Second International Conference on Spoken Language Processing (ICSLP'92)
Banff, Alberta, Canada
A new speech-synthesis-by-rules system has been developed, at the University of Calgary, in an object-oriented programming environment, on the NeXT computer. This paper outlines the models used to create rhythm and intonation for the synthesised speech. A companion paper (DEGAS: a system for rule-based diphone speech synthesis) outlines the framework for segment specification.
The rhythm model is based on data obtained from real speech and represents a continuation of earlier work. The difficulties in reconciling the structure used for synthesis with the structure assumed for traditional segmental analysis are outlined. The intonation model is based on the descriptive framework developed by M.A.K. Halliday, as used for teaching non-native speakers to produce reasonable intonation for spoken English. The encouraging results from preliminary subjective testing of the intonation model, with utterances synthesised using the system, are described. On the basis of these tests, together with informal evaluation, we conclude that the speech produced represents a significant improvement in naturalness and intelligibility. The research has provided the basis for a new commercial text-to-speech system now being marketed by Trillium Sound Research Inc.-a successful technology transfer exercise.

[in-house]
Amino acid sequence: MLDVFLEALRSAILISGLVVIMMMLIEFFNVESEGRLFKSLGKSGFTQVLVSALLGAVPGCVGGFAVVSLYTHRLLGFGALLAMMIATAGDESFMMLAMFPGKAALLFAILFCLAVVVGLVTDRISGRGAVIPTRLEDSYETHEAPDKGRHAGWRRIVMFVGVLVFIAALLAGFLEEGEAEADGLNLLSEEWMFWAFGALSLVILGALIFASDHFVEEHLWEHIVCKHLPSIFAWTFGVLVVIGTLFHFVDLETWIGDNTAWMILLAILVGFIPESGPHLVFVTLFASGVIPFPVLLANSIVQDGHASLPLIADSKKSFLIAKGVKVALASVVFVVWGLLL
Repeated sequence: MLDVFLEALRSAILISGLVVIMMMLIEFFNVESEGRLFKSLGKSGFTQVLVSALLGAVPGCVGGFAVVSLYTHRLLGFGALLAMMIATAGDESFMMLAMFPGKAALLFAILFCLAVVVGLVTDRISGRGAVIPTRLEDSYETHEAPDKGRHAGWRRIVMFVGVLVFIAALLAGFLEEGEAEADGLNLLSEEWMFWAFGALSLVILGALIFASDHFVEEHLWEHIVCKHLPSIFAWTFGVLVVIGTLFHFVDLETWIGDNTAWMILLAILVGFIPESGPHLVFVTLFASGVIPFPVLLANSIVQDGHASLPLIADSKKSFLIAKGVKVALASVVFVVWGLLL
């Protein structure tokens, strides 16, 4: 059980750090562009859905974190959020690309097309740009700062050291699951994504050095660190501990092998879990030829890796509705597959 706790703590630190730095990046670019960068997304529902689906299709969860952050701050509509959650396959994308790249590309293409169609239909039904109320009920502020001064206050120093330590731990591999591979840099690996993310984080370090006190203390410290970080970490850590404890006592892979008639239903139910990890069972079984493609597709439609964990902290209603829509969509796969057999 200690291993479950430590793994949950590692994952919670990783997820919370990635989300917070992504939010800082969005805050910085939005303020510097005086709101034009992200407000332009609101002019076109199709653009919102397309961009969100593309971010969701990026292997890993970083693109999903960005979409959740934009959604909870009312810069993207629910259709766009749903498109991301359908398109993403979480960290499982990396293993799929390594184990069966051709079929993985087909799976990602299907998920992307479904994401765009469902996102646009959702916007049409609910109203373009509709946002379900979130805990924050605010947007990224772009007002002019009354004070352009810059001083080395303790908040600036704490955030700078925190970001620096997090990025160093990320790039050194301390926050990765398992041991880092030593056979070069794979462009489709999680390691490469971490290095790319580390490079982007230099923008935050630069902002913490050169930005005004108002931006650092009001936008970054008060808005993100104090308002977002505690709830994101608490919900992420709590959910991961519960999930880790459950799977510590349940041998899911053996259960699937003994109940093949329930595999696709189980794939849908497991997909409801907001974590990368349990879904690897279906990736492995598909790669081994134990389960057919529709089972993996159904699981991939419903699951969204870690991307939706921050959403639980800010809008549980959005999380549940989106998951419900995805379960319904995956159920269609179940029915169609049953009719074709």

Bibliographic reference. Hill, David R. / Schock, Craig-Richard / Manzara, Leonard C. (1992): "Unrestricted text-to-speech revisited: rhythm and intonation", In ICSLP-1992, 1219-1222.